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Realtor Dr. Randy Bell explains why millennials, who can't commit to watching a short online video past the first ad interruption, are afraid of 30-year mortgages.EXPAND
Realtor Dr. Randy Bell explains why millennials, who can't commit to watching a short online video past the first ad interruption, are afraid of 30-year mortgages.
Ken Smith Jr.

Why Dallas Rentals Are on the Rise: Millennials and Homebuying


From side-hustling to climbing the corporate ladder, millennial earnings are on the rise. Despite their money no longer being funny or cute, many young people are still holding on to one thing — renting. And Dallas isn’t making things easier in terms of homebuying. According to RealPage, a real estate property management software company based in Richardson, almost 25,000 new North Texas apartments have opened up in the last 12 months. Apartment demand in the area has reached a high that hasn’t been seen in more than 20 years.

It seems like every other week a new high-rise is going up somewhere in Dallas' downtown or Uptown, or in Deep Ellum. And surrounding DFW suburbs are drinking the juice, too. But financially, does it make sense? If money is not the problem, why are millennials steadily opting out of homebuying? Dr. Randy Bell, a Dallas real estate agent with Dallas Realty Resources, spoke with the Observer about some of the many issues millennials face when it comes to buying a home.

Millennials are getting married at lower rates than previous generations, according to census data, partly because of lower wages and higher debt loads as they entered the job market during the great recession. Perhaps it's not surprising then that the generation born between 1981 and 1986 are slow to enter the housing market. According to Zillow, the average first-time homebuyer is 36 years old.

“Many think a home purchase is something that locks them in for 30 years,” Bell explains. “However, the average amount of time people spend in a home is about five to seven years. A lot of millennials are staying in the same apartment for three to five years. That same money could have been spent on a home. For example, if you’re spending $1,200 on rent, in five years you’ve spent over $60,000 with no equity. Theoretically, the average mortgage for a first-time homebuyer is anywhere between $1,400 and $1,900, which is what many millennials are paying for rent.”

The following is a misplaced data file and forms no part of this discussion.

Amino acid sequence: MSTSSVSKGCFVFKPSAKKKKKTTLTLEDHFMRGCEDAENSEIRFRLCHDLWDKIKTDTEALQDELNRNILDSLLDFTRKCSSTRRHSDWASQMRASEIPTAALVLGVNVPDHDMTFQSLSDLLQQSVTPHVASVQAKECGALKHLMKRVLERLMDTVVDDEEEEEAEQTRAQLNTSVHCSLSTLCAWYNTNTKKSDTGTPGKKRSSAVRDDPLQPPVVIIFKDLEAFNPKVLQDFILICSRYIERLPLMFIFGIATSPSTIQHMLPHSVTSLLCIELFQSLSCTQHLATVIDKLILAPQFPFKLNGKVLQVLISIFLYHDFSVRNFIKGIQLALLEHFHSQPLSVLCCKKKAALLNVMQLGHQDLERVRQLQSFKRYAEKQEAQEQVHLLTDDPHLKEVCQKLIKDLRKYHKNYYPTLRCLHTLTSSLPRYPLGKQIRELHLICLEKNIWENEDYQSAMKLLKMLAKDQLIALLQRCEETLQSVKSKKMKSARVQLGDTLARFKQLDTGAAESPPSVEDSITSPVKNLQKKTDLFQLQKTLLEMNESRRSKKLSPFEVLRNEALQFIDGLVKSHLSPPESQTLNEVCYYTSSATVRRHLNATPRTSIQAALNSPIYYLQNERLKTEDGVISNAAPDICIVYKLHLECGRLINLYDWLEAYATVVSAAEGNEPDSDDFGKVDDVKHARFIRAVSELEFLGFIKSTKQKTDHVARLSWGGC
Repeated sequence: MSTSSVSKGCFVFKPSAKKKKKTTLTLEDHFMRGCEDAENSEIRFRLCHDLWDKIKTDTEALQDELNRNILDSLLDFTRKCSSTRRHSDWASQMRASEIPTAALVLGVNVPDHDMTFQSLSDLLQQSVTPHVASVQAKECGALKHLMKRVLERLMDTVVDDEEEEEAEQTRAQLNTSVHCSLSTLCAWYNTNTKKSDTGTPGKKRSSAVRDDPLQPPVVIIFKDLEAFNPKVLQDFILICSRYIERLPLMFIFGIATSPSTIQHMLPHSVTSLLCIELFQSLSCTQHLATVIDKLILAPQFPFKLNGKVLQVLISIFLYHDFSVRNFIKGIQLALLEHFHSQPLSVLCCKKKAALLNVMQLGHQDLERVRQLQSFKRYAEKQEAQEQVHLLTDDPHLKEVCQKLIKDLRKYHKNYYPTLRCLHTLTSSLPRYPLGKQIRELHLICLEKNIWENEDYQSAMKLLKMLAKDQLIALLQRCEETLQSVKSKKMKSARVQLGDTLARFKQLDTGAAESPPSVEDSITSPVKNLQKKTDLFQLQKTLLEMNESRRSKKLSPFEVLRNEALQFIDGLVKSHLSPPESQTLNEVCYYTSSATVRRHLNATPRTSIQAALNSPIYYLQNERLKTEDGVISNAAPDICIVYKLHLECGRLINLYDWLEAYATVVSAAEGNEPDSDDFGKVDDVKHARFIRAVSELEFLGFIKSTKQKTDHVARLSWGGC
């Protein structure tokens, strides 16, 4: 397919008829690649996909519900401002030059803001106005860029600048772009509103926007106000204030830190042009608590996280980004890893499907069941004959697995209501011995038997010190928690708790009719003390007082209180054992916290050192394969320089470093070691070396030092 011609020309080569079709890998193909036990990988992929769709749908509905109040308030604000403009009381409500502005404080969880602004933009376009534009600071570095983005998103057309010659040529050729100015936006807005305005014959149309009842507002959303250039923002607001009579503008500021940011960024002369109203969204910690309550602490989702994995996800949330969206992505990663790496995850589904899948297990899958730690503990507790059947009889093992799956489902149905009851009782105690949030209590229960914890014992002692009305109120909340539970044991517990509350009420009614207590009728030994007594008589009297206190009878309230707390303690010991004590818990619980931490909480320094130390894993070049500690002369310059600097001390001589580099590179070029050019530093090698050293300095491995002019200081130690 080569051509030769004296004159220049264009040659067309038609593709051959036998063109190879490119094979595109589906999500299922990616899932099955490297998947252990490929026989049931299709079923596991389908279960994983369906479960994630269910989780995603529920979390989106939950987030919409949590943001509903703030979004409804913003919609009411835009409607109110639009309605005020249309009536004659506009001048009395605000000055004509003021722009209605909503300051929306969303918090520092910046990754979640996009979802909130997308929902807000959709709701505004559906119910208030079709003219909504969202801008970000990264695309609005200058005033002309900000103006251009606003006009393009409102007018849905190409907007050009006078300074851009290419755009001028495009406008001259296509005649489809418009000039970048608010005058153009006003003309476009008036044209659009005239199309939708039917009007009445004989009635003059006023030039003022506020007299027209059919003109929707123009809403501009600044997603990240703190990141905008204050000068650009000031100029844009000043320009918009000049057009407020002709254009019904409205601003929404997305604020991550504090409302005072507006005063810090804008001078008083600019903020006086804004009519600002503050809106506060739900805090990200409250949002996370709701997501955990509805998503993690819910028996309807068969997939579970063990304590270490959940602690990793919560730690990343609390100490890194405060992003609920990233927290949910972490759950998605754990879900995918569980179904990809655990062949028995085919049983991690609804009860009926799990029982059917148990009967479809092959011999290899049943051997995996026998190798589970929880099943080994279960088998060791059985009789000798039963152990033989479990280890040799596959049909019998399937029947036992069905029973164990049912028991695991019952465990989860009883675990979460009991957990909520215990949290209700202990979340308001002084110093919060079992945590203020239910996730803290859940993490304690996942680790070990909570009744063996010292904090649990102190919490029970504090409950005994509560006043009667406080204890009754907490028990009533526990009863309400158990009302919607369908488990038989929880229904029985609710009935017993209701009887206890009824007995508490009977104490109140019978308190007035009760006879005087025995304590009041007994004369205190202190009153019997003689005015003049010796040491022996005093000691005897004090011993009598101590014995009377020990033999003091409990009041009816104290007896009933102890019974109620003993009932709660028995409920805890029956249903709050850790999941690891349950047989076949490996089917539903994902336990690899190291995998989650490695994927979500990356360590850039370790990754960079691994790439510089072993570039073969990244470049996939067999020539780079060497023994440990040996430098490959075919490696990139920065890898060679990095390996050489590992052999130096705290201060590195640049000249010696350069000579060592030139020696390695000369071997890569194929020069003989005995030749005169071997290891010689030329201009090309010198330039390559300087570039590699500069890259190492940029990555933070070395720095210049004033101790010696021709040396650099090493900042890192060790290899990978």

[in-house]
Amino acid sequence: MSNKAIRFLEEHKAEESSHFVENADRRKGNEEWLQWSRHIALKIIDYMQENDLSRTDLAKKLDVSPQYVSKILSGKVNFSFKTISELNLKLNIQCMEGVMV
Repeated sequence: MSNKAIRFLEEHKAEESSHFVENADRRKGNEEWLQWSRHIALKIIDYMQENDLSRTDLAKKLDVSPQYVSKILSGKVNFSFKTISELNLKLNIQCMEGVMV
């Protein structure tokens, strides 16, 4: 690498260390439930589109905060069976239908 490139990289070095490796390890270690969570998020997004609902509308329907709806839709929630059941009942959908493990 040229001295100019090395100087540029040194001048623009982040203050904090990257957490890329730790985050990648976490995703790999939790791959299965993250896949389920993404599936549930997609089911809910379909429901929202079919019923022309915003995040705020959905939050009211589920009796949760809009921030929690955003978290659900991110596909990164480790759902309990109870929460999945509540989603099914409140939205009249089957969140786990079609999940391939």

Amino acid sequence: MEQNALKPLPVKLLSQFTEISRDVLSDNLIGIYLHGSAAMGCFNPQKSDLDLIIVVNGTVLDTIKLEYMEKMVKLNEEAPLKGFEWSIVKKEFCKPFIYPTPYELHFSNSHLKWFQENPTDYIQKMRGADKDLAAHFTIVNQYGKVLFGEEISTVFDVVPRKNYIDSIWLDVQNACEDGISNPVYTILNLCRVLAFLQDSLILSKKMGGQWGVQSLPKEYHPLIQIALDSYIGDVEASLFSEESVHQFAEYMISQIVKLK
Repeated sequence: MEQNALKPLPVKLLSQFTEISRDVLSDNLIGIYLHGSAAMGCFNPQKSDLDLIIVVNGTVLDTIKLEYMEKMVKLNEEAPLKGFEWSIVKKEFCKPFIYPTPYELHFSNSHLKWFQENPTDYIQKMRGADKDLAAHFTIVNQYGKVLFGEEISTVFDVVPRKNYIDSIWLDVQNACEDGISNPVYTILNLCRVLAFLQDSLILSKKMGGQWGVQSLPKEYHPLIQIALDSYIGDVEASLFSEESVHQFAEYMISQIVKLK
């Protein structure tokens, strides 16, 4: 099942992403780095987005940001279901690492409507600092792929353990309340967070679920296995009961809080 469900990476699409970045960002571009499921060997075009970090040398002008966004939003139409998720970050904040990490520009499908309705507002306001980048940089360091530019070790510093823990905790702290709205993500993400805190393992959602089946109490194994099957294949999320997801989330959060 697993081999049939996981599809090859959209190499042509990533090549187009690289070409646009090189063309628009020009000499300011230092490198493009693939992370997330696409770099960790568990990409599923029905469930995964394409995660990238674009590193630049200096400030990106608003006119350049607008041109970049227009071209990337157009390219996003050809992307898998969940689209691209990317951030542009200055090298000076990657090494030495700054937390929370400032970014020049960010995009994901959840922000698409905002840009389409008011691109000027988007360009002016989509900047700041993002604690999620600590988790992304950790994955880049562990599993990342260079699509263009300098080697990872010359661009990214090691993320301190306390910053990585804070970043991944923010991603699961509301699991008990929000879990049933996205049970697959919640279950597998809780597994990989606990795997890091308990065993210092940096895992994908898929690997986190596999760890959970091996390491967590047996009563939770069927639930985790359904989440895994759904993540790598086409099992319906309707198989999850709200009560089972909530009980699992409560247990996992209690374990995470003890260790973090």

However, it’s hard to deny the two major holds that renting has over those looking to be in the right place at the right time: amenities and location.

“Millennials want to be in close proximity to all the fun,” Bell says. “Also, a lot of these apartments have state-of-the-art amenities and are low maintenance.”

All of which can be tempting to someone looking to simply pay rent at the beginning of each month and carry on. Another reason millennials are slow to get on the buying train is a lack of homebuying knowledge.

“There are many misconceptions about the requirements and qualifications needed to get into a home,” Bell says. “A lot of times people think they need perfect credit, and they don’t. You do need good credit, but it doesn’t have to be perfect. Money down is another big one. People think you need 25 percent of the cost of the home for a down payment. Millennials also don’t read as much as they should, therefore it’s hard for them to get the information necessary to make an informed decision."

An informed decision involves identifying your budget and desired location and learning what kind of programs can potentially offer a buyer some financial relief. Take 34-year-old Brandi Barnett, for example, who bought her home when she was 28.

“I purchased my home because I was able to take advantage of a program for teachers that allowed me to get into the home for less than it would cost to get into an apartment,” Barnett says. “The program covered my down payment and all closing costs. The market was good for buyers at the time, so it was a deal I couldn't refuse. The house has a beautiful garden, and as soon as I saw it, I knew I had to have it.”

But what if the issue isn’t making a decision, but a lack of enthusiasm? Or dare we say, procrastination?

“Something as simple as going to a loan officer will help set the proper expectations and/or lay out the steps necessary to make your dreams of being a homeowner a reality," Bell says. "Some people just wave it off and don’t even try. A lot of times people are closer than they think.”

Above all, the biggest thing for millennials — or anyone — looking to buy a home is having a plan in place.

“Figure out where you want to be and map it out,” Bell says. “When I moved here during the first year of renting, I decided I was going to purchase a home. I started reading and researching to understand the homebuying process. I ended up purchasing a home before it was time to renew my lease.”

The moral of the story is that there’s no shame in renting. But if you’re interested in buying a home, be optimistic. And most important, be active.

“If you want to stay in an apartment, that’s fine,” Bell says. “But if you’re thinking about purchasing a home, make moves that’ll lead you towards that. Don’t just talk about it, be about it.”

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